The New York Times reports that Iceland has appealed to Disney to support Icelandic. And what began as a Facebook post by the country’s education minister has grown into a national movement.
But Disney doesn’t just fall short of Icelandic, notes the article:
The Disney+ service offers subtitles and audio dubs in up to 16 languages, according to its website, although the availability varies by title. The company also says it plans to add more languages as the service becomes available in more countries.
Just 16 languages. Despite being a global company, Disney lags its peers in support for languages. Based on the 2020 Web Globalization Report Card, the average leading global brand supports 33 languages. And I’m quite certain that number won’t drop in the 2021 edition (now underway).
Netflix does not emerge unscathed either:
The absence of Icelandic has not been a deal breaker for other streaming services. Roughly 70 percent of Icelandic households in the country subscribe to Netflix, according to a 2020 Gallup poll — among the highest rate in the world — and its shows mostly do not have Icelandic subtitles.
But this is Disney we’re talking about — movies that children are raised on, which means not raised on Icelandic. Apparently, Disney has dubbed older version of films but has not made them available in the streaming service, a significant oversight.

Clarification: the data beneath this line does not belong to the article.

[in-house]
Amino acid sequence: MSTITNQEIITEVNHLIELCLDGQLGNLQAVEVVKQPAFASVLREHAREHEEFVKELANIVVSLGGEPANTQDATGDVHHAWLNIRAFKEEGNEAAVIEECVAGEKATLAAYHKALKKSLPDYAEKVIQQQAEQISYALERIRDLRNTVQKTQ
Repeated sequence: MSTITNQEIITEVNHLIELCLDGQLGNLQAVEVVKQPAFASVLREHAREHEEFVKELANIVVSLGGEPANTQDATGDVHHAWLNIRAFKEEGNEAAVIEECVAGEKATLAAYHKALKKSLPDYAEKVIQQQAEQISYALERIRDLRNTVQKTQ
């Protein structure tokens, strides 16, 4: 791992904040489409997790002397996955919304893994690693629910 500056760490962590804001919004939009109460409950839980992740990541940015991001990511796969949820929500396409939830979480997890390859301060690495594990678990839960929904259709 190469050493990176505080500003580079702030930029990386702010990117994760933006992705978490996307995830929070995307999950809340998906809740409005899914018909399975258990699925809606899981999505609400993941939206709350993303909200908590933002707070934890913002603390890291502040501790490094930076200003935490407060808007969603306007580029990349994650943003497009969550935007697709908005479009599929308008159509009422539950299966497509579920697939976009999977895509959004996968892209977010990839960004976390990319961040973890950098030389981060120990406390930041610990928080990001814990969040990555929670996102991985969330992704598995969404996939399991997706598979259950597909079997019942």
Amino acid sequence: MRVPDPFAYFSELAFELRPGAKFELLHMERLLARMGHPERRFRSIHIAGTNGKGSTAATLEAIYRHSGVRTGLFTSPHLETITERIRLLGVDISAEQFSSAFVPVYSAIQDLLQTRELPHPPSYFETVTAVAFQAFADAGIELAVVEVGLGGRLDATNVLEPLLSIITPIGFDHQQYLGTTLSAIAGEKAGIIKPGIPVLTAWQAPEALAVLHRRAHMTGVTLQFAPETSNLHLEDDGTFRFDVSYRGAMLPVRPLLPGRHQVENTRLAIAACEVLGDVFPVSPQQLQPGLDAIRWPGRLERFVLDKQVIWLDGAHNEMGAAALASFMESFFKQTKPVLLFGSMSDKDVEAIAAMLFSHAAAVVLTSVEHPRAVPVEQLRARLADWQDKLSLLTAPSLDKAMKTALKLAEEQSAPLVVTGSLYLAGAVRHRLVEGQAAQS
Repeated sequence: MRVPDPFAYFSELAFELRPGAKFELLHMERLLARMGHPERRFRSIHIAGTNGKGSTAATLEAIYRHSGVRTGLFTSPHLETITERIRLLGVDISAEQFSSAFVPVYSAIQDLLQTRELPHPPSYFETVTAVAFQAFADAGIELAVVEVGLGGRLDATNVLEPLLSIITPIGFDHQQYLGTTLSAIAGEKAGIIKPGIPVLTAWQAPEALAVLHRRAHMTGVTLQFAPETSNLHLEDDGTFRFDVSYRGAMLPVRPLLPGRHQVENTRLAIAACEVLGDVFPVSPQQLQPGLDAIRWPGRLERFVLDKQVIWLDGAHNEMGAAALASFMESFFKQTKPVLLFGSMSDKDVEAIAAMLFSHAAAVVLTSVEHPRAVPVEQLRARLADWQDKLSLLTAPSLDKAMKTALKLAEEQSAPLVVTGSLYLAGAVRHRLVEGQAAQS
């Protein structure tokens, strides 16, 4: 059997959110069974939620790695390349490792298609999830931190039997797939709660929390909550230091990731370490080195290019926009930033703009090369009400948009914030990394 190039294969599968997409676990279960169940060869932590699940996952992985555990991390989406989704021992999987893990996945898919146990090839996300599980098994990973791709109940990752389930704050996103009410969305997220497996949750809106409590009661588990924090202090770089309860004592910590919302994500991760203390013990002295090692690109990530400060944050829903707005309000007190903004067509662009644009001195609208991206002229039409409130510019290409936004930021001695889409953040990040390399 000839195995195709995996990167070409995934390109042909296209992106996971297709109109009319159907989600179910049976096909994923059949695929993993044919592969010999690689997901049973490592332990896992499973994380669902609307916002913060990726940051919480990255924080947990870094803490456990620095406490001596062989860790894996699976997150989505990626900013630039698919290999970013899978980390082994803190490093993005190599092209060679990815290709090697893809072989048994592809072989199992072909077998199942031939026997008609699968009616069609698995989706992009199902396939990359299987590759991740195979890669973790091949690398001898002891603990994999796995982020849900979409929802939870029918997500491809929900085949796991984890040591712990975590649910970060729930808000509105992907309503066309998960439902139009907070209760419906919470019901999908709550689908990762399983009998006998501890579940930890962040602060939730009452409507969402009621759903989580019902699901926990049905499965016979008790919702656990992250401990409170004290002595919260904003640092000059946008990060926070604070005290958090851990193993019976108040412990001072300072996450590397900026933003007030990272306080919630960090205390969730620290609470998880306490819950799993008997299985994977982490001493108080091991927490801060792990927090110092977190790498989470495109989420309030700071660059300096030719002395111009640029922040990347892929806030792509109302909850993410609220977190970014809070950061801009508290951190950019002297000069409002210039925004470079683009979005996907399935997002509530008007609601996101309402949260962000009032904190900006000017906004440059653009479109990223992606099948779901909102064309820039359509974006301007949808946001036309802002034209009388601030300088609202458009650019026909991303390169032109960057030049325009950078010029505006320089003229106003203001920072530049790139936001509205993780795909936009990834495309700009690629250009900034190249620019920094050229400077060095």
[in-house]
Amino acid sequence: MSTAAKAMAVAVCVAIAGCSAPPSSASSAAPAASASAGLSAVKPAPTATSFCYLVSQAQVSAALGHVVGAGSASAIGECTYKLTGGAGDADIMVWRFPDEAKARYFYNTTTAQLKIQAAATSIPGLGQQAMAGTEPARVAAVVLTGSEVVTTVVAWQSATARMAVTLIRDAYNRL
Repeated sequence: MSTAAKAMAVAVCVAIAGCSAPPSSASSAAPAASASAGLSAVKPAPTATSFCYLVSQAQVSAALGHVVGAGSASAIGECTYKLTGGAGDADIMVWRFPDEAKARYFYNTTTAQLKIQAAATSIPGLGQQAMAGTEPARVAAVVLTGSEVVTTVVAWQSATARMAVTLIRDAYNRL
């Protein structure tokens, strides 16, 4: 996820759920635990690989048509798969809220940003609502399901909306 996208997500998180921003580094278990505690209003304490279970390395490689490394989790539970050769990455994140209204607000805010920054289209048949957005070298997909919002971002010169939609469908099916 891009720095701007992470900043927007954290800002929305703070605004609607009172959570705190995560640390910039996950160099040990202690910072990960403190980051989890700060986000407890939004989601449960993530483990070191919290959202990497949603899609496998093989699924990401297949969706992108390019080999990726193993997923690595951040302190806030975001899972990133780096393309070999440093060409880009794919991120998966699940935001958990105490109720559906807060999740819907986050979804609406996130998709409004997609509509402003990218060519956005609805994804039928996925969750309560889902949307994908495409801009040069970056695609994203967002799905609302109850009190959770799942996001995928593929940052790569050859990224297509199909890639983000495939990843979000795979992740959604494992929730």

“I do wonder why they don’t at least offer the old versions,” Thorarinn Eldjarn, an author who has translated dozens of children’s books into Icelandic over his long career, said in an interview. “Either they think Iceland is too small and unimportant to bother with, or they assume everyone understands English.”
“They assume everyone understands English.” This remains a common assumption (or wishful thinking) among many global executives. It’s not easy marketing to the world, serving the world. If everyone spoke one language things would be so much simpler — or so the thinking goes.
It would actually not be that simple, because language is just the tip of the localization iceberg. There are so many cultural, political and personal challenges as well. Nevertheless, executives continue to under-invest in languages under this mistaken assumption.
I’ll be saying much more about this when we publish the 2021 Web Globalization Report Card. For now I will just say that Disney has much work to do — not only in expanding the linguistic reach of its content — but its global website as well. For starters, Disney does not even offer a localized website for Iceland, though sends cruise ships to Iceland:
If you’d like to be notified when the Report Card publishes, subscribe to Global by Design.